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Cronkite News named best television newscast in national journalism competition

Cronkite News

The Society of Professional Journalists named Cronkite News, the nightly newscast produced by Arizona State University students at the Walter Cronkite School of Journalism and Mass Communication, the best newscast in the nation.

June 02, 2017

Cronkite News, the nightly newscast produced by Arizona State University students at the Walter Cronkite School of Journalism and Mass Communication, was named the top newscast in the country by the Society of Professional Journalists.

For the fourth time in seven years and the fifth time since 2005, Cronkite News won in the best newscast category in the SPJ’s prestigious national Mark of Excellence Awards, more than any other school in the nation.

Overall, the Cronkite School finished in the top three, with three first place awards and two finalist honors.

In the past decade, the Cronkite School has the best overall record in the national Mark of Excellence Awards, finishing with the most awards eight times since 2006. In that span, students have won a total of 81 awards.

“We are extremely proud of our talented students in one of the nation’s most-respected journalism contests,” said Cronkite School Dean Christopher Callahan. “To consistently lead the field for more than a decade is a testament to the outstanding work by our faculty.”

In addition to best newscast, Cronkite News, the student-produced news division of Arizona PBS, was the national winner in Television Sports Photography for a story on the 2016 Summer Olympic Games by recent Cronkite graduate Ao Gao, a former Olympian who competed in water polo for China in the 2008 and 2012 summer games.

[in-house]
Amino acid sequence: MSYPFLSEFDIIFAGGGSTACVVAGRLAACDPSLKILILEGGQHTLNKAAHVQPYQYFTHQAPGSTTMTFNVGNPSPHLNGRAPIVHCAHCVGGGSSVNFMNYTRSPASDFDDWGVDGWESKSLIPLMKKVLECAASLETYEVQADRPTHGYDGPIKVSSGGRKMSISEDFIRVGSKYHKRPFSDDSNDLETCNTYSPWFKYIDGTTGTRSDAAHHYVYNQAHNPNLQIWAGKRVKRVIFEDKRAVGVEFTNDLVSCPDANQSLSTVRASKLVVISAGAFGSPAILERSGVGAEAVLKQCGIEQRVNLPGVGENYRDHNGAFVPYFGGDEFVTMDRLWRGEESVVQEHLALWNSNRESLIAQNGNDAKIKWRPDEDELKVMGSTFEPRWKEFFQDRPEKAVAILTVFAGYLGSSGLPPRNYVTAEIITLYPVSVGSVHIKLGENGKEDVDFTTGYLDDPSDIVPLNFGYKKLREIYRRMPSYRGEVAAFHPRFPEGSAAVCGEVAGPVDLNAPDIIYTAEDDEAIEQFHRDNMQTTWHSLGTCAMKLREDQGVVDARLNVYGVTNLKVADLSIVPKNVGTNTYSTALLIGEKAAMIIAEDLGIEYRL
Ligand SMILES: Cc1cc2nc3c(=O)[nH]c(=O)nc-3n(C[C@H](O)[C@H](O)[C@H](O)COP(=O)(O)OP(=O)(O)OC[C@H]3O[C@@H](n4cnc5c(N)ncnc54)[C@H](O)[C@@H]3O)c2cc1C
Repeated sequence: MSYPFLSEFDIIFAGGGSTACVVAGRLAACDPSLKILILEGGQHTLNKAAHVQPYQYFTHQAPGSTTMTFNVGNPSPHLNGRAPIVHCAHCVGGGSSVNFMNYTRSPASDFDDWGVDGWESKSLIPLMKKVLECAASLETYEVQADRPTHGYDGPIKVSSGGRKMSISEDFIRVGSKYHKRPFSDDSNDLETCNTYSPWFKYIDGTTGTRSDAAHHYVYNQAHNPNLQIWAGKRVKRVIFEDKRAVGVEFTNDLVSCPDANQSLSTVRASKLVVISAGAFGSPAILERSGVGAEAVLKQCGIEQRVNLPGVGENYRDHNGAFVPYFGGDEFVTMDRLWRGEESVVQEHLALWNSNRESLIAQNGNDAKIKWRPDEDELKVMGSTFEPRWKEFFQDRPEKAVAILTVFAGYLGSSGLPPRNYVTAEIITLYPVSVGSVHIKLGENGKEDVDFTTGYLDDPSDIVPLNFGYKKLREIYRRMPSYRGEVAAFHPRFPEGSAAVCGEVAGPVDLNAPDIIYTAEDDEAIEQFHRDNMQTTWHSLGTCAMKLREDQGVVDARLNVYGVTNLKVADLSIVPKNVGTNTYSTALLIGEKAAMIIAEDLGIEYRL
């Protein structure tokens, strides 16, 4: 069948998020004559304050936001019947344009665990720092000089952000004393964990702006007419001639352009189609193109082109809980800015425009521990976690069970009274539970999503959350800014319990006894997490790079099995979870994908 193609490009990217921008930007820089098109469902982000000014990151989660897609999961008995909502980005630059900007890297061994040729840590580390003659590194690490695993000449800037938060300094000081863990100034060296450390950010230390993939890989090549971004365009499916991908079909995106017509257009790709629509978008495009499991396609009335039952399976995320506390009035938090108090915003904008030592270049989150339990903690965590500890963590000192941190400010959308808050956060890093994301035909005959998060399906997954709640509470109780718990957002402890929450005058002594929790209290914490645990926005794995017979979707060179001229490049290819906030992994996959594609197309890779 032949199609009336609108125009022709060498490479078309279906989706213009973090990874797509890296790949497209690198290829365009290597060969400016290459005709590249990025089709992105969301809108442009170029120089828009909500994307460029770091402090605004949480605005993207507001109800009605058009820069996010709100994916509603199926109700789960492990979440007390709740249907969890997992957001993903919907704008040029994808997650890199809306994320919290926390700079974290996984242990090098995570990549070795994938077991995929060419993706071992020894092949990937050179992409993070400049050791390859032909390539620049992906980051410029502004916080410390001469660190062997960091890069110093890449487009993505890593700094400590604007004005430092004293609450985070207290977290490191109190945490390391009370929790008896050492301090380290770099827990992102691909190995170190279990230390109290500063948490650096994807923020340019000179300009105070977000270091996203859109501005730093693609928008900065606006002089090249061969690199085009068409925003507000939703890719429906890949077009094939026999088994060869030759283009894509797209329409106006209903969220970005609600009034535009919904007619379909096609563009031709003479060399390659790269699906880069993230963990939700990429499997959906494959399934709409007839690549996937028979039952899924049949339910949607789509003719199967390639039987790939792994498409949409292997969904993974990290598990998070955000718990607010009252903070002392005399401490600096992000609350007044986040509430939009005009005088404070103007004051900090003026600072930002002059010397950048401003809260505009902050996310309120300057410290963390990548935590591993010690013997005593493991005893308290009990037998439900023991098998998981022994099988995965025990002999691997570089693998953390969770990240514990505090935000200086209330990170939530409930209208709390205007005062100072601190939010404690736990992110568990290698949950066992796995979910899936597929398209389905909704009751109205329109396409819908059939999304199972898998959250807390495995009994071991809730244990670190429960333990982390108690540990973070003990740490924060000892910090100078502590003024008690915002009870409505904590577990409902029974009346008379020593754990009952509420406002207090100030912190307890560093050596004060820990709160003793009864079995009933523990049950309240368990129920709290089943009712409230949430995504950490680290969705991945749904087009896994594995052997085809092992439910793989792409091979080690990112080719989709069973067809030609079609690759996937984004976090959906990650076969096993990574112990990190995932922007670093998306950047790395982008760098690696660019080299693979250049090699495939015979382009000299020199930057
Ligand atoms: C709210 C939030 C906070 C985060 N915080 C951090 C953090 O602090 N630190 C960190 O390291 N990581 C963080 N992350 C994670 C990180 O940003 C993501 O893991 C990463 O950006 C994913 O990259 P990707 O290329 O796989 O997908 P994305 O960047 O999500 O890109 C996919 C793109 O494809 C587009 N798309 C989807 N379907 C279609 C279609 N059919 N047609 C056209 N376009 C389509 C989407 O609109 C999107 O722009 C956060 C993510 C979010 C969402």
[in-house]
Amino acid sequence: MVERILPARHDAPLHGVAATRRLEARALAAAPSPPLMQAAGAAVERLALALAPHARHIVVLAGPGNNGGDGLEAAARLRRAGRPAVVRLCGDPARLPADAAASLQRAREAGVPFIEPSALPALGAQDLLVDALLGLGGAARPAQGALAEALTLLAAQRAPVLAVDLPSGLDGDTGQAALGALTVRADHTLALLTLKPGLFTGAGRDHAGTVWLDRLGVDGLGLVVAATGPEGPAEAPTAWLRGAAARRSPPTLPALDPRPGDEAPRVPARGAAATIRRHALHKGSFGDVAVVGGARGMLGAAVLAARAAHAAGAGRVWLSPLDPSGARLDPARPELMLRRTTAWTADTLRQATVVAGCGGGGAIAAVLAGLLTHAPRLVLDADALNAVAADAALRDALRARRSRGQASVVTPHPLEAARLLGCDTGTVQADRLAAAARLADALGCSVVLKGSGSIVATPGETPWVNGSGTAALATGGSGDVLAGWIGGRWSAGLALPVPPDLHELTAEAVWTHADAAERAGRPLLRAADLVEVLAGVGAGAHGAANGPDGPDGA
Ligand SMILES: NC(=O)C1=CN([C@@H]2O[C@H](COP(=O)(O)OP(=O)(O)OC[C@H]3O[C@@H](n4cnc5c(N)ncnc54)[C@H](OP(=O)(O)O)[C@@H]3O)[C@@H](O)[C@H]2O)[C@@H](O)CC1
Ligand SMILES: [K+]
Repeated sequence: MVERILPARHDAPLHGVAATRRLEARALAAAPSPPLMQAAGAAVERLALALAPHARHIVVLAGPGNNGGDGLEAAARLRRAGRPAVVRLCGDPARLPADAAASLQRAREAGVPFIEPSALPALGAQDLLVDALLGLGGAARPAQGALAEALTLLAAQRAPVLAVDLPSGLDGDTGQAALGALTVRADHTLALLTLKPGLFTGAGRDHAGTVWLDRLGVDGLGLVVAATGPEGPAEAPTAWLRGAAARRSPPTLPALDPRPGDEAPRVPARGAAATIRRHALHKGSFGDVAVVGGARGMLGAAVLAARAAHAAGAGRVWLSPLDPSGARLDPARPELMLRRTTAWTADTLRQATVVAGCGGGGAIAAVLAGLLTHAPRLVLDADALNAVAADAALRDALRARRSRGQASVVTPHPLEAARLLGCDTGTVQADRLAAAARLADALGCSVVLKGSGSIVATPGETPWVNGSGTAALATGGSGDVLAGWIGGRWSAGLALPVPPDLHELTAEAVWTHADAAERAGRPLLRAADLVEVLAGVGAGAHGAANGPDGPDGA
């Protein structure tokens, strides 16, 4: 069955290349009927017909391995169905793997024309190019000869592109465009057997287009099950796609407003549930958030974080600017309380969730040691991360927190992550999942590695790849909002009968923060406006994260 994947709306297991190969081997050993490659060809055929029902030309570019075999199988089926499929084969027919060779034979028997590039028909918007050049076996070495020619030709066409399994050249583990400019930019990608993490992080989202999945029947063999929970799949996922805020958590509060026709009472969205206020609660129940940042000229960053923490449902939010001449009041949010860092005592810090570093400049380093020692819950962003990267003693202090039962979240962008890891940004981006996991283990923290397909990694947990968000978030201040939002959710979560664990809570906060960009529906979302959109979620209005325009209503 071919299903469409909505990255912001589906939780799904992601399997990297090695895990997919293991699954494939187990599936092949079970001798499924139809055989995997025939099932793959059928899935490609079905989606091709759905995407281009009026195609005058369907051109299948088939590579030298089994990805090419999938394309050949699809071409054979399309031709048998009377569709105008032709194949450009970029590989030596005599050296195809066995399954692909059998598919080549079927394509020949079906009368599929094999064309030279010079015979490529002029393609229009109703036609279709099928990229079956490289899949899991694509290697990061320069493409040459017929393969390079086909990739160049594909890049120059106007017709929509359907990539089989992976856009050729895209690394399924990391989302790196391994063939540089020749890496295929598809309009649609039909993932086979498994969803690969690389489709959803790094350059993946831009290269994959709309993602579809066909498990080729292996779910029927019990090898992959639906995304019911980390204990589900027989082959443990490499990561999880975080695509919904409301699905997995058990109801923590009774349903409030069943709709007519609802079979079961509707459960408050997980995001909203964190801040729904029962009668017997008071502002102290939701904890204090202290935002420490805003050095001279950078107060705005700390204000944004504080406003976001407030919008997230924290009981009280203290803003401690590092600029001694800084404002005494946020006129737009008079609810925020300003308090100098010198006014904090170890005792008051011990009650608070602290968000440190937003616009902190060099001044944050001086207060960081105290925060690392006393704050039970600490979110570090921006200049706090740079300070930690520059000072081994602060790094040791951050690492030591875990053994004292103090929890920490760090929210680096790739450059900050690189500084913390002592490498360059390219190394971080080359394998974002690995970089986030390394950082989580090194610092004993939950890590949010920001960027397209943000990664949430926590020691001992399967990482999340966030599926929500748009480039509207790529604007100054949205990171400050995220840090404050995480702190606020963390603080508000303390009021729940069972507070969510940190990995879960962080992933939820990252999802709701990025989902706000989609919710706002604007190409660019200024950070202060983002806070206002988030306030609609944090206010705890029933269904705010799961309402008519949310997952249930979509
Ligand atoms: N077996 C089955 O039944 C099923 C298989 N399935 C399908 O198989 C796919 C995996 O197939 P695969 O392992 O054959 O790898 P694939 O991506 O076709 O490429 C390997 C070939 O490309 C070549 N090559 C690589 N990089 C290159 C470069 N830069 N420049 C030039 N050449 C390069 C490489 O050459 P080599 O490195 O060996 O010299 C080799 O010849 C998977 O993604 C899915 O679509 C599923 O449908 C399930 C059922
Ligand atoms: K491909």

The Carnegie-Knight News21 investigative reporting initiative won Online News Reporting for an extensive look into voting requirements in the lead up to the 2016 presidential elections by recent graduate Emily Mahoney, who now is taking part in an investigative reporting summer internship at the Miami Herald.

The News21 “Voting Wars” investigation, in which 31 students from 18 universities traveled the country to report on voting rights and regulations, also was a national finalist in Online In-Depth Reporting. Recent Cronkite graduate Lily Altavena, who is now pursuing a yearlong environmental reporting fellowship at The Arizona Republic, won the honor with Rose Velazquez of Louisiana State University and Natalie Griffin of the University of Maryland.

The State Press, ASU’s student news outlet, took home a national finalist honor in Breaking News Photography for work by Cronkite student Reilly Kneedler who photographed a Black Lives Matter protest in Tempe, Arizona.

The National Mark of Excellence Award winners are chosen from the category winners in each of SPJ’s 12 regions. In this year’s Region 11 contest, ASU students won 30 awards, winning the division for the 17th straight year.

The SPJ will honor national winners during the Excellence in Journalism conference Sept. 7–9 in Anaheim, California.

The SPJ is the nation’s most broad-based journalism organization, dedicated to encouraging the free practice of journalism and stimulating high standards of ethical behavior. Founded in 1909 as Sigma Delta Chi, SPJ has nearly 10,000 members.

The complete list of Cronkite’s national SPJ winners:

Best All-Around Television Newscast
National Winner: Tyler Klaus and Xavier Smith, “Cronkite News Election Night,” Cronkite News

Television Sports Photography
National Winner: Ao Gao, “ASU Swimmer Represents Serbia in Upcoming Olympic Games,” Cronkite News

Online News Reporting
National Winner: Emily L. Mahoney, “Voters Will Face a Maze of New Requirements in November,” Carnegie-Knight News21 Voting Wars

Breaking News Photography
National Finalist: Reilly Kneedler, “Mill Avenue Protest,” The State Press

Online In-Depth Reporting
National Finalist: Lily Altavena, Rose Velazquez and Natalie Griffin, “School Takeovers Leave Parents Without a Voice in Education,” Carnegie-Knight News21 Voting Wars

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